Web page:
Last week, Jerome Powell, the Federal Reserve Chairman, waved the red flag on what is increasingly looking to be a legacy of the ongoing coronavirus pandemic: a wave of small business failures.
"The pandemic is presenting acute risks to small businesses. If a small or medium-sized business becomes insolvent because the economy recovers too slowly, we lose more than just that business. These businesses are the heart of our economy and often embody the work of generations," he told the Senate Banking Committee.
This prospect is also staring at the Bangladesh economy, which would be a devastating outcome given that the small- and medium-sized enterprise (SME) sector contributes to about 25 per cent to the country's gross domestic product and accounts for 86 per cent of the industrial workforce, according to the Bangladesh Institute of Development Studies.
The sector incurred losses of about Tk 92,000 crore since the onset of the pandemic-induced economic slowdown, said the think-tank recently.
Given their importance, the Bangladesh Bank on April 13 announced a Tk 20,000 crore-stimulus package for the sector.
The package has to be implemented by banks but they will get 50 per cent of the fund disbursed to the borrowers from the BB.
And yet, funds continue to elude the cottage, micro, small and medium enterprises (CMSMEs) for banks' reluctance to disburse loans to them for fear of losses.
In short, this is a perfect catch-22 situation.
As per the guideline of the stimulus package, the CMSMEs can take working capital at 9 per cent interest. Of the interest, 4 per cent will be borne by the borrowers and 5 per cent by the government.
But only five banks have so far given out Tk 200 crore in loans under the package.
The central bank should revise some articles of the stimulus guidelines such that banks and non-bank financial institutions will disburse loans to the SMEs, said Syed Abdul Momen, head of SME at Brac Bank.
Brac Bank, one of the pioneers of SME loans, disbursed approximately half of its total loans of Tk 20,206 crore to the CMSMEs.
"We have already submitted a set of proposals to the central bank to make the stimulus package more vibrant."
Banks are allowed to disburse loans in the form of working capital, whose maximum repayment tenure is 12 months, but clients of the SME sector are used to taking out a term loan from lenders, he said.
The BB asked banks to disburse 50 per cent loans of the stimulus package in the manufacturing sector, 30 per cent in the service sector and 20 per cent in the trading sector, which is not favourable for lenders, he said.
Besides, a client of the trading sector will get a maximum loan of 25 per cent of its annual turnover from a bank.
But, the majority of banks traditionally give out loans to the trading sector as the segment is the major part of the economy, Momen said.
Besides, the ratio of 25 per cent is too much little as the SME clients usually take out small-sized loans from banks.
"So, the central bank should consider the issue positively. And it should introduce credit guarantee scheme for the SME sector in the quickest possible time," he said.
This will encourage lenders to distribute loan without any hesitation.
The government will give 5 per cent interest subsidy to a bank, but it will not enjoy the fund if the disbursed amount becomes default.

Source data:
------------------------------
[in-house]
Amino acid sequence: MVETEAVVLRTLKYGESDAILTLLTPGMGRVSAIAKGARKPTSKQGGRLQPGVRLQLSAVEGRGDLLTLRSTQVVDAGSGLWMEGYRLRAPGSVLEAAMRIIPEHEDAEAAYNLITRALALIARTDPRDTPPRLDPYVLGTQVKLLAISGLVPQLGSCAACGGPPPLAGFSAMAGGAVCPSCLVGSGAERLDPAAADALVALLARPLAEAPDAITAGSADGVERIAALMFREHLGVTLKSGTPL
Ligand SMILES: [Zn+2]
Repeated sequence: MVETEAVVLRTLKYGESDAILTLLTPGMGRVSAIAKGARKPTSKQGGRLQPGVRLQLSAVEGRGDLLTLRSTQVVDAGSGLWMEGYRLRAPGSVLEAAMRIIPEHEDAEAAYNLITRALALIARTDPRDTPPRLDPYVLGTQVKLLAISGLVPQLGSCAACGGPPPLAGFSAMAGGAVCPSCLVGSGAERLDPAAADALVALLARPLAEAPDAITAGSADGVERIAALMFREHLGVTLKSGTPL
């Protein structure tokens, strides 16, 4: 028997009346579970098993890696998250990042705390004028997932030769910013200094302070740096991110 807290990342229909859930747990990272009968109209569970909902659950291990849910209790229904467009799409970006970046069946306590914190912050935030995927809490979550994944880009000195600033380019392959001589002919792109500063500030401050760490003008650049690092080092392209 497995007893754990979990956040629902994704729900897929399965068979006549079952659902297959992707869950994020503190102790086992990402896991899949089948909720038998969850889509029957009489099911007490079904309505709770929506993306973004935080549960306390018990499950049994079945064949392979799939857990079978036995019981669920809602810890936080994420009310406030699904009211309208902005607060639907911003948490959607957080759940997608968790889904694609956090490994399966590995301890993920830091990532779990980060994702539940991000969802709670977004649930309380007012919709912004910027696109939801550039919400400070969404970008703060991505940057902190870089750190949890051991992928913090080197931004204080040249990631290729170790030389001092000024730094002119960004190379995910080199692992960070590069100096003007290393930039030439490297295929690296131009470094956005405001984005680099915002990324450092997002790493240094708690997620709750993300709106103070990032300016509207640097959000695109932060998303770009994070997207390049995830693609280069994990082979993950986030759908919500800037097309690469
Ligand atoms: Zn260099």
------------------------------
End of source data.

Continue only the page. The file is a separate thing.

"A portion of SME loans disbursed by banks may become defaulted given the ongoing economic fallout. Against the backdrop, lenders may not show their willingness considering the situation," Momen said.
But, clients have been wrecked by banks' disinclination to lend to SME sector as many entrepreneurs are struggling to survive amidst the economic meltdown.
Farhana Nazira, an SME entrepreneur, has repeatedly requested a bank to provide loans from the stimulus package.
Nazira, who produces panjabi, sherwani and different men's outfits, was forced to close her factory and showroom located at Mirpur in the middle of April.
She, however, restarted her business on June 1, but have already faced huge amounts of losses due to the ongoing slowdown.
"I have taken a loan amounting to Tk 5 lakh from a bank. And I have never missed any loan instalment," she said.
A fresh loan worth Tk 5 lakh is required urgently to run the business, she said, adding that she has furloughed half of her 26 member-strong roster.
Full-fledged operation of the business will restart if the bank disburses the loan, she said.
"The bank has informed that it is yet to start SME loan disbursement under the stimulus package. I cannot operate my business if the ongoing situation is prolonged," Nazira said.
Along with the stimulus package, banks and NBFIs will have to give out a good amount of loans from their own sources to revive the SME sector, said Arif Khan, managing director of IDLC Finance.
For instance, lenders disbursed Tk 167,971 crore in SME loans last year, so the amount of stimulus package is not large given the volume of the annual disbursed fund.
But the lenders could show interest in investing on treasury bonds due to its higher interest rate, instead of disbursing funds to the SME sector, he said.
The interest rate on the 20-year Treasury bond stood at 8.94 per cent on June 24.
Lenders will be able to make a profit by way of giving out SME loans if they could charge 12-13 per cent interest, Khan said.
The central bank should revise some provisions of the SME notice for the stimulus package such that lenders will be encouraged to disburse loans, said a BB official requesting anonymity.